Following the death of Venezuelan President Hugo Chavez, the government of Michel Martelly took a decreed for three (3) days of mourning observed as a sign of respect for what was Hugo Chavez. It is to start on Wednesday March 6. During these three days, the Haitian flag will be flown at half mast, radio stations are invited to broadcast music appropriate in the circumstances.

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The United Nations will not give a Dime to Cholera victims in Haiti - "Pa Yon Goud Lescot"

The United Nations has formally declared that that they will not compensate any victim of the cholera outbreak in Haiti. The UN has invoked its legal immunity to rebuff claims from attorneys for over 8,000 people killed by the Cholera outbreak, under section 29 of the Convention on the Privileges and Immunities of the UN.

Not even" "Yon Goud Lescot"

The UN secretary general, Ban Ki-moon contacted the Haitian President Michel Martelly to inform him that the UN was not willing to compensate any of the claimants. He issued a diplomatic statement where he did not either accept or deny liability for the Cholera epidemic. However, he was direct in rejecting any possible compensation to any of the victims or families of the victims.

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The 24th Summit of Heads of State and Government of CARICOM in Haiti

This is a picture of the dignitaries from all over the Caribbean as well as the US who were present in Haiti at the Intersessional Meeting of the 24th Summit of Heads of State and Government of CARICOM.

For the first time in the hisatory of the CARICOM, a President of Haiti is Chairman. Also for the first time, the country of Haiti was hosting the Meeting of the Heads of Government.

The agenda of the 24th Summit of Heads of State and Government of CARICOM was focused on 16 point including Strengthening the Regional Crime and Security Architecture and Agenda, Reform In CARICOM; Report on Financial Stability of the region; the British American Insurance Company, Update on the Resolution of the Obligations resulting from the financial Collapse, transportation within the Caribbean countries, Matters related to sport, specifically Cricket and Possibilities and Introduction of interpretation and Translation Services for CARICOM.

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The Dominican Republic and Haitian Sugarcane Workers

In the Dominican Republic the communities inside the sugarcane plantations are called batey. Many Haitians and Dominicans who have migrated from Haiti, work in the sugarcane plantations. Many people from Haiti have been fleeing Haiti to work as seasonal laborers in the sugarcane industry in Dominican Republic.

Poor Working Conditions

Access to healthcare and working and living conditions in the Dominican Republic are very often poor. There is lack of electricity, sanitary facilities and running water. After Christopher Columbus's colonization, the sugarcane plant was introduced.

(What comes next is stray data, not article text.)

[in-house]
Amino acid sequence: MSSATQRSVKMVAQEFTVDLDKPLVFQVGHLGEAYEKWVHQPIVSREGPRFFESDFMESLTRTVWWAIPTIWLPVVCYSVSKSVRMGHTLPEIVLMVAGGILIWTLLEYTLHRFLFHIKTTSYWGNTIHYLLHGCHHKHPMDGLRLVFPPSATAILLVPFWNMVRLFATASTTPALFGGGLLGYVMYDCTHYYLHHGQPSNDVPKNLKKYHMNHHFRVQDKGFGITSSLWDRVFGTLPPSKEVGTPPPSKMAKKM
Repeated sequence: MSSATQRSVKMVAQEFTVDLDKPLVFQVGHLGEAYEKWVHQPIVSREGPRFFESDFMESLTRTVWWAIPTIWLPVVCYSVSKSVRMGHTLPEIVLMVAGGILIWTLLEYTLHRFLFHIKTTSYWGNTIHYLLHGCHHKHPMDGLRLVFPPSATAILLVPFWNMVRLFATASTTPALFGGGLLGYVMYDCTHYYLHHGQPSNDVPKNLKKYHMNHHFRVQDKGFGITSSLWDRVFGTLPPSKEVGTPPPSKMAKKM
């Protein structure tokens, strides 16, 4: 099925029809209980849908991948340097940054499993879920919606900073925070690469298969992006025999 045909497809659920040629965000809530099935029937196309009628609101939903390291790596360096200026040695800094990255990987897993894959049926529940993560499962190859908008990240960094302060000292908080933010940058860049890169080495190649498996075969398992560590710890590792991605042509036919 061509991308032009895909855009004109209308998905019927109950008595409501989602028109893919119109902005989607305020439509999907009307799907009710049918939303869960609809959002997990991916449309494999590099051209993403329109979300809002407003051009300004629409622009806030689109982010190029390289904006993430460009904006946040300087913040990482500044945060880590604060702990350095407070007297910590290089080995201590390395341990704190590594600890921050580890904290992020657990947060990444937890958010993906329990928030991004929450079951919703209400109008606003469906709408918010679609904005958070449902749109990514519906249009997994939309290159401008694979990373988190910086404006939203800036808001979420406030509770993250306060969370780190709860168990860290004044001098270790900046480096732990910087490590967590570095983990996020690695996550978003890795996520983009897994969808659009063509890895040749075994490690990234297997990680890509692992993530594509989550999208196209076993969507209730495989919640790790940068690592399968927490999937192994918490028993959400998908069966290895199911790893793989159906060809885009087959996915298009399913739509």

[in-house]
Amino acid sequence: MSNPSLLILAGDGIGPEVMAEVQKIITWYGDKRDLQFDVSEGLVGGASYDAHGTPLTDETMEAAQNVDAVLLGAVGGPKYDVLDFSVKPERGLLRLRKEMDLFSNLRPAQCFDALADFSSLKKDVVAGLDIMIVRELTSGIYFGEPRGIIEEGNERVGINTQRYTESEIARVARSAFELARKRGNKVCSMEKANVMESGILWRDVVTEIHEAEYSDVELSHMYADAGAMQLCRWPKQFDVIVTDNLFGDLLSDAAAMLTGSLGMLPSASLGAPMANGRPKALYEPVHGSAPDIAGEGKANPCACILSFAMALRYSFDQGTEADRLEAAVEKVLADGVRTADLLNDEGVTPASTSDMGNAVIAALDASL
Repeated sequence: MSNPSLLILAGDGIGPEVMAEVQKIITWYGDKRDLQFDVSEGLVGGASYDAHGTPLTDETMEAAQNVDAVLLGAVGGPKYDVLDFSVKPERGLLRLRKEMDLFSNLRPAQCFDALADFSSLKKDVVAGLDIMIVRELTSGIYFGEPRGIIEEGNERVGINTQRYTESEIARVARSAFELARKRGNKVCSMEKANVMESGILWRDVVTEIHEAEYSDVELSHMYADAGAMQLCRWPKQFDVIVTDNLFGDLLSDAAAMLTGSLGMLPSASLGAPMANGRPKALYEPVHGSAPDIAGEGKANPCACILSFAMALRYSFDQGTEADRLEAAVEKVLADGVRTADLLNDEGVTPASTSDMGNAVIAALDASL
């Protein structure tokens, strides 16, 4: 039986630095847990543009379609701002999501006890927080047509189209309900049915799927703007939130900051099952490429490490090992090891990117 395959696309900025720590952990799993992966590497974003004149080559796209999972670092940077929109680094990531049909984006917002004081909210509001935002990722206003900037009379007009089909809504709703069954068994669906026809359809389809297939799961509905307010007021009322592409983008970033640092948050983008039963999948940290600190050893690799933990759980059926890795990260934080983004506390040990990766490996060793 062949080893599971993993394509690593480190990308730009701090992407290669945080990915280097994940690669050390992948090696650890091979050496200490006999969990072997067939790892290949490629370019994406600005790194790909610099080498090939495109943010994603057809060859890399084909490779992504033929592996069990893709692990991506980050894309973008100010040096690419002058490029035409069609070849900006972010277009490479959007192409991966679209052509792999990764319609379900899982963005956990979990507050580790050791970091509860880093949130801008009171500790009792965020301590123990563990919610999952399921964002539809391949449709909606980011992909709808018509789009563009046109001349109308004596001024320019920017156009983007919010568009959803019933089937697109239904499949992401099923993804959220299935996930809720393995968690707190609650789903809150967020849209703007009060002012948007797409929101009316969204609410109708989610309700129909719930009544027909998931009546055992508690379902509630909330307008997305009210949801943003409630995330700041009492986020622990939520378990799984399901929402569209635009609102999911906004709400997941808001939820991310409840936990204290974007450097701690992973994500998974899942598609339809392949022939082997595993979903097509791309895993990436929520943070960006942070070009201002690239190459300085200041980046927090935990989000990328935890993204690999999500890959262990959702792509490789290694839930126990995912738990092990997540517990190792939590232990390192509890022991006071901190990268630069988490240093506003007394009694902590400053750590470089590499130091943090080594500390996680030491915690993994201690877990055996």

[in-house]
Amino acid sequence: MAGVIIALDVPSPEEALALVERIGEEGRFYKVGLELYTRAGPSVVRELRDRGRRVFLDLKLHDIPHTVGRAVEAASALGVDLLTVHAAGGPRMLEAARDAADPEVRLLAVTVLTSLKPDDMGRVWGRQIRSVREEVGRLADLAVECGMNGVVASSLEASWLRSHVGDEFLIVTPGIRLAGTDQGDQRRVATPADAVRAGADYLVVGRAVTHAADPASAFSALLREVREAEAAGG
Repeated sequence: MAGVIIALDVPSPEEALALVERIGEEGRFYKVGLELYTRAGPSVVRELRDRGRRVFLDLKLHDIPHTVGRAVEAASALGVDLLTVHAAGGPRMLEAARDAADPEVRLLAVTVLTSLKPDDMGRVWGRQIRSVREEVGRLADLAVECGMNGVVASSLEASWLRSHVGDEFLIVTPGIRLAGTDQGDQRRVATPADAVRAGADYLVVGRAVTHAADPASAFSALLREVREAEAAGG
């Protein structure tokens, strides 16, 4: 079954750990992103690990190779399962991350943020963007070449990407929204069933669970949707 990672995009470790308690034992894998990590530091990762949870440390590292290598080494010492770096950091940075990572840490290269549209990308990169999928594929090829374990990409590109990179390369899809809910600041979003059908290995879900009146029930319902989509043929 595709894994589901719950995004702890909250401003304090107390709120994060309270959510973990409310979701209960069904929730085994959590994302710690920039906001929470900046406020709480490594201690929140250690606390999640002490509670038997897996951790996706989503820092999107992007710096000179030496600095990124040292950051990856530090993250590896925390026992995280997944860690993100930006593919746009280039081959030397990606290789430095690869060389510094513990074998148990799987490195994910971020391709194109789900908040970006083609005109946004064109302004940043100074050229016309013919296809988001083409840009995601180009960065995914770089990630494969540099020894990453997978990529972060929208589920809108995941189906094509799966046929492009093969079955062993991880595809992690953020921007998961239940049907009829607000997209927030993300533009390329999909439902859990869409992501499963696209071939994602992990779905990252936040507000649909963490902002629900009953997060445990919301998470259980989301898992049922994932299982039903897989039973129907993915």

However it was in the 1900s that the sugarcane industry started in the Dominican Republic with United States acting as a catalyst for developing it. In 1905 the DR was controlled by the United States under the Big Stick policy of Roosevelt. In 1915, Haiti was invaded by troops from America. Political stability was established in the island after the occupation of United States.

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Antihaitianismo, a racial prejudice manifested In Dominican Culture

The Hispaniola Island is shared by the Dominican Republic and Haiti for around 150 years. But both countries do not share an amicable relationship. Antihaitianismo is a set of anti prejudices that have been created by antagonism in the Dominican Republic.

Evolution Of Racial Prejudice

Antihaitianismo is the evolution of racial prejudices manifested for a long time, misinterpretation of selective historical facts and creation of false consciousness in the Dominican Republic. The elite groups, who were powerful and having strong interests to defend, orchestrated the long term revolution.

Inhabitants from Spain colonized Santo Domingo and it was then that racial prejudices started leading to antihaitianismo. Racial prejudice, slavery besides sugar was brought to the island due to Spanish colonization. Administration was controlled by elite white Spanish who ruled over the slaves and creoles.

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Haiti And Dominican Republic, Geographical And Historical Differences

While Haiti suffers, Dominican Republic is well off and occupies Caribbean Island of Hispaniola up to around 30,000 sq m. It is filled with resorts, is prosperous and healthy while Haiti continues to be poverty stricken. The Dominican Republic is ranked 90th on the human development index out of the 182 countries while Haiti comes 149th.

In Haiti the life expectancy is 61 years while in the Dominican Republic it is 74 years. In case a person lives on 2/3rds of eastern Hispaniola then he is more likely to write and read and live on less than 1.25 dollars a day.